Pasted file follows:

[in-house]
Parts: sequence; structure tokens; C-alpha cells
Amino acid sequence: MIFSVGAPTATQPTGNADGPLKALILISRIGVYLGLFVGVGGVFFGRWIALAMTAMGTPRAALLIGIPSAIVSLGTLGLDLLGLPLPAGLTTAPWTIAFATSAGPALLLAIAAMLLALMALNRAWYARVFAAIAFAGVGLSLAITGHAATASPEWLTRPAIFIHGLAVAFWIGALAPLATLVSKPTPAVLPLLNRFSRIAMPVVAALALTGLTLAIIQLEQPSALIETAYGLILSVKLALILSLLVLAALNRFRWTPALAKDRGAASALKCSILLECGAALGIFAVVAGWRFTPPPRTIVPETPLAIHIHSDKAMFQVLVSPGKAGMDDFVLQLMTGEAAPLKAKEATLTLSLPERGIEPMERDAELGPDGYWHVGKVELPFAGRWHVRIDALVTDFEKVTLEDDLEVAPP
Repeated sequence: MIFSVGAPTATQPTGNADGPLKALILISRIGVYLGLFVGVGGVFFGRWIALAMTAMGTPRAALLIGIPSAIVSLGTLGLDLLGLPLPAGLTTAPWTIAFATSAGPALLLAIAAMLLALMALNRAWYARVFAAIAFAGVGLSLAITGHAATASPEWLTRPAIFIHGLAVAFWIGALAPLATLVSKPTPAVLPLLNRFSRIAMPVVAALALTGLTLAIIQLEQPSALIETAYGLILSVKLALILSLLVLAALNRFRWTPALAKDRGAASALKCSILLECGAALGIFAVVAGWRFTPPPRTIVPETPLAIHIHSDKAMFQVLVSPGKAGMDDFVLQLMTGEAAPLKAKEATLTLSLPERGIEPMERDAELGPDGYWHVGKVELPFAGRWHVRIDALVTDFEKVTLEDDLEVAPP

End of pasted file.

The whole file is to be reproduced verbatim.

[in-house]
Parts: sequence; structure tokens; C-alpha cells
Amino acid sequence: MIFSVGAPTATQPTGNADGPLKALILISRIGVYLGLFVGVGGVFFGRWIALAMTAMGTPRAALLIGIPSAIVSLGTLGLDLLGLPLPAGLTTAPWTIAFATSAGPALLLAIAAMLLALMALNRAWYARVFAAIAFAGVGLSLAITGHAATASPEWLTRPAIFIHGLAVAFWIGALAPLATLVSKPTPAVLPLLNRFSRIAMPVVAALALTGLTLAIIQLEQPSALIETAYGLILSVKLALILSLLVLAALNRFRWTPALAKDRGAASALKCSILLECGAALGIFAVVAGWRFTPPPRTIVPETPLAIHIHSDKAMFQVLVSPGKAGMDDFVLQLMTGEAAPLKAKEATLTLSLPERGIEPMERDAELGPDGYWHVGKVELPFAGRWHVRIDALVTDFEKVTLEDDLEVAPP
Repeated sequence: MIFSVGAPTATQPTGNADGPLKALILISRIGVYLGLFVGVGGVFFGRWIALAMTAMGTPRAALLIGIPSAIVSLGTLGLDLLGLPLPAGLTTAPWTIAFATSAGPALLLAIAAMLLALMALNRAWYARVFAAIAFAGVGLSLAITGHAATASPEWLTRPAIFIHGLAVAFWIGALAPLATLVSKPTPAVLPLLNRFSRIAMPVVAALALTGLTLAIIQLEQPSALIETAYGLILSVKLALILSLLVLAALNRFRWTPALAKDRGAASALKCSILLECGAALGIFAVVAGWRFTPPPRTIVPETPLAIHIHSDKAMFQVLVSPGKAGMDDFVLQLMTGEAAPLKAKEATLTLSLPERGIEPMERDAELGPDGYWHVGKVELPFAGRWHVRIDALVTDFEKVTLEDDLEVAPP